JERUSALEM (May. 7)
Several dozen Jewish settlers led by Gush Emunim activists rampaged through the Arab town of Kalkilya in the West Bank before dawn Wednesday in reaction to a gasoline bomb attack on an Israeli vehicle Tuesday afternoon which caused no injuries or damage.
The incident increased tension in the area and exposed a deep rift in the Gush Emunim leadership between moderates and hardliners. Daniella Weiss, secretary general of the Gush Emunim, was questioned by police Thursday about her role in the assault. She refused to answer questions, refused to sign police documents and refused to be finger-printed.
The settlers broke through lightly staffed army barricades at the entrance to Kalkilya, which had been declared a closed military area. According to initial accounts, they hurled bottles through shop windows and burned tires in the main street. The few Israel Defense Force soldiers on duty did not stop them and no arrests were made.
Police said Thursday that no damage was caused to shops or buildings in the town. But differences smoldering within the Gush Emunim for more than a year came to light. Moderates deplored the violence while militants began organizing “patrols” to walk the streets of Kalkilya in a “show of Jewish force.” The town was put under military curfew Wednesday.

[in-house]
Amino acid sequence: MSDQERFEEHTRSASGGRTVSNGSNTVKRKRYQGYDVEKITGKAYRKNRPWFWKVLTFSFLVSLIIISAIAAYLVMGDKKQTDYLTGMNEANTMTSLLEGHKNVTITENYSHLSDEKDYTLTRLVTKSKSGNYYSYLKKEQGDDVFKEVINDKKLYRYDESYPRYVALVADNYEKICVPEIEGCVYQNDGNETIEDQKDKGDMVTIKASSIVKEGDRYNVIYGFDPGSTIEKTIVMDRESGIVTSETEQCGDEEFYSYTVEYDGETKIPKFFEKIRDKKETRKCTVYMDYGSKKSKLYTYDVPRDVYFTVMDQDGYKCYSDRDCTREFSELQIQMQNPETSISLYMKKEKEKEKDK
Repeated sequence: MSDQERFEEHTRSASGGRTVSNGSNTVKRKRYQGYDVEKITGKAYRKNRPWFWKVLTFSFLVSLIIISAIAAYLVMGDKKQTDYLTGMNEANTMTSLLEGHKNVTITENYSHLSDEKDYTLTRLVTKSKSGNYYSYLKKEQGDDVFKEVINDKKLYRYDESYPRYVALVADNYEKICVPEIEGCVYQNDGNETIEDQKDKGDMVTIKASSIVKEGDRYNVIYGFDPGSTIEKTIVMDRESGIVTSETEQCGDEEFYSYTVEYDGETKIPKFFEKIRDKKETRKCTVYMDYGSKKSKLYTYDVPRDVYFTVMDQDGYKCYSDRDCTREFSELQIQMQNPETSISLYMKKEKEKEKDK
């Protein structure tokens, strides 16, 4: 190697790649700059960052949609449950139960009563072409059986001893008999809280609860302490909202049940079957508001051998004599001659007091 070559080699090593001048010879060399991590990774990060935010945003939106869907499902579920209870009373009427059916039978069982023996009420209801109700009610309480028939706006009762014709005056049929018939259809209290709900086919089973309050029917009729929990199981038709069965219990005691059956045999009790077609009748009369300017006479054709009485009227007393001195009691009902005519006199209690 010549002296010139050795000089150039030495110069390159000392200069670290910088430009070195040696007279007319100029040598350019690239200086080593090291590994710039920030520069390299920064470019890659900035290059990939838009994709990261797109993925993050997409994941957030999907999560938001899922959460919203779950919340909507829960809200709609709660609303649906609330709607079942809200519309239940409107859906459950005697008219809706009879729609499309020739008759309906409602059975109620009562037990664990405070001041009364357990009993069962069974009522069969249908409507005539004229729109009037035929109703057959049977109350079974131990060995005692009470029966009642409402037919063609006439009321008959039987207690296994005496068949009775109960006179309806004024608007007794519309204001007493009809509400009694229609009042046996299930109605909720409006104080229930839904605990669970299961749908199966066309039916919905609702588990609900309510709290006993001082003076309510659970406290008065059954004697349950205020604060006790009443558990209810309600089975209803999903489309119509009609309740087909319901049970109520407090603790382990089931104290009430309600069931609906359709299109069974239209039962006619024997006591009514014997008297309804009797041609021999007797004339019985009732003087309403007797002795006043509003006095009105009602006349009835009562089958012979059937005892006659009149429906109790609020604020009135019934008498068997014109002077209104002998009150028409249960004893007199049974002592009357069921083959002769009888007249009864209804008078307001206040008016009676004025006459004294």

GUSH MODERATES EXPRESS CONCERN
Gush Emunim moderates have been complaining for some time that the movement was being diverted from its initial goal of more Jewish settlements in the territory to such issues as pardons for convicted members of a Jewish underground terrorist network and, more recently, violence against the Arab populace. Weiss, who speaks for the militants, acknowledged there were differences but claimed a majority of the Gush Emunim supported her.
Minister-Without-Portfolio Yosef Shapira of the religious Party Morasha, a member of the Gush Secretariat, criticized vandalism against Arab property and expressed surprise that “central figures in the Gush Emunim were responsible for these acts.”
Other moderates urged Jews to avoid Arab towns and refrain from business relations with them. Kalkilya, a market town near Kfar Saba, draws hundreds of Israeli shoppers daily, especially on Saturdays when shops in Israel are closed.
Tension has been running high in the area since an Israeli woman from the nearby settlement of Alfe-Menashe was killed last month in a gasoline bomb attack on her car.
Defense Minister Yitzhak Rabin met Wednesday with Chief of Staff Gen. Dan Shomron, central sector commander Gen. Ehud Barak and Police Inspector General David Kraus to consult on how to prevent conditions from deteriorating.
Abdul Rahman Abu-Sneineh, the Israel-appointed mayor of Kalkilya, said Wednesday that if the situation continued he could no longer control his people.